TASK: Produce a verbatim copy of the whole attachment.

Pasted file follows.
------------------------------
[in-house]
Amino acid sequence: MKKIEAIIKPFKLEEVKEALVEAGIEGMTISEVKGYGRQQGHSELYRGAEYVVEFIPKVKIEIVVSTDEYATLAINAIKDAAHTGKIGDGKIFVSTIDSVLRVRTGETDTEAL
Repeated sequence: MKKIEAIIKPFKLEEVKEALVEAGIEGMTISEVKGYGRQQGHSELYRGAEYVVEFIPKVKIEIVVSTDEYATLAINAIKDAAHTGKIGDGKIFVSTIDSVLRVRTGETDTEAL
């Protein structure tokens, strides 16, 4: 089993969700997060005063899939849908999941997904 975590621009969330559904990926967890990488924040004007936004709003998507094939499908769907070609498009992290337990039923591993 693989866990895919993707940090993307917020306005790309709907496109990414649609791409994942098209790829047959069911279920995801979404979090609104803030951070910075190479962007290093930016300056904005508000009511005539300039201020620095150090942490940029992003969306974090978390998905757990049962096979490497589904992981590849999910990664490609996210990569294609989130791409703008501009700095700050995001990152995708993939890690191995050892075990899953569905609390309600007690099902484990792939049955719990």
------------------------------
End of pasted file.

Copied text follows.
[in-house]
Amino acid sequence: MKKIEAIIKPFKLEEVKEALVEAGIEGMTISEVKGYGRQQGHSELYRGAEYVVEFIPKVKIEIVVSTDEYATLAINAIKDAAHTGKIGDGKIFVSTIDSVLRVRTGETDTEAL
Repeated sequence: MKKIEAIIKPFKLEEVKEALVEAGIEGMTISEVKGYGRQQGHSELYRGAEYVVEFIPKVKIEIVVSTDEYATLAINAIKDAAHTGKIGDGKIFVSTIDSVLRVRTGETDTEAL
């Protein structure tokens, strides 16, 4: 089993969700997060005063899939849908999941997904 975590621009969330559904990926967890990488924040004007936004709003998507094939499908769907070609498009992290337990039923591993 693989866990895919993707940090993307917020306005790309709907496109990414649609791409994942098209790829047959069911279920995801979404979090609104803030951070910075190479962007290093930016300056904005508000009511005539300039201020620095150090942490940029992003969306974090978390998905757990049962096979490497589904992981590849999910990664490609996210990569294609989130791409703008501009700095700050995001990152995708993939890690191995050892075990899953569905609390309600007690099902484990792939049955719990």